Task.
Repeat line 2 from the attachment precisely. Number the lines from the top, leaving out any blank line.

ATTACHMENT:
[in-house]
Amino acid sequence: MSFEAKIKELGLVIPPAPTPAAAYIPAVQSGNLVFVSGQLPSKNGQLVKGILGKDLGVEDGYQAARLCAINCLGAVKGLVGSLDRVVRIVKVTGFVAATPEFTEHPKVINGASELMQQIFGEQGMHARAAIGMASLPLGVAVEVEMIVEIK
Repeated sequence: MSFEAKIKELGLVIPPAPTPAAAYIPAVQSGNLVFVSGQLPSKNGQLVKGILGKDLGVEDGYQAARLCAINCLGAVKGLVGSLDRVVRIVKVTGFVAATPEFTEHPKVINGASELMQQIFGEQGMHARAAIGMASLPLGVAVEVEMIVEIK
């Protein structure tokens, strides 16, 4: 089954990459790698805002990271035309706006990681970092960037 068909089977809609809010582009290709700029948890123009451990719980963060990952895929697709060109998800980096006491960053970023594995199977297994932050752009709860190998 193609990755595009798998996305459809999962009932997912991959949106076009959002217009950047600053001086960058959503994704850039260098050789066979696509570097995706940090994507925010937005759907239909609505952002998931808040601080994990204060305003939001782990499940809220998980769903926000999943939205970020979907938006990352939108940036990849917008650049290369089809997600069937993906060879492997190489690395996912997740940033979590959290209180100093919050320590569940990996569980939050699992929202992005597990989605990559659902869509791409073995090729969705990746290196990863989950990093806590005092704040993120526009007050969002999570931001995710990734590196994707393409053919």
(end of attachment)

Amino acid sequence: MSFEAKIKELGLVIPPAPTPAAAYIPAVQSGNLVFVSGQLPSKNGQLVKGILGKDLGVEDGYQAARLCAINCLGAVKGLVGSLDRVVRIVKVTGFVAATPEFTEHPKVINGASELMQQIFGEQGMHARAAIGMASLPLGVAVEVEMIVEIK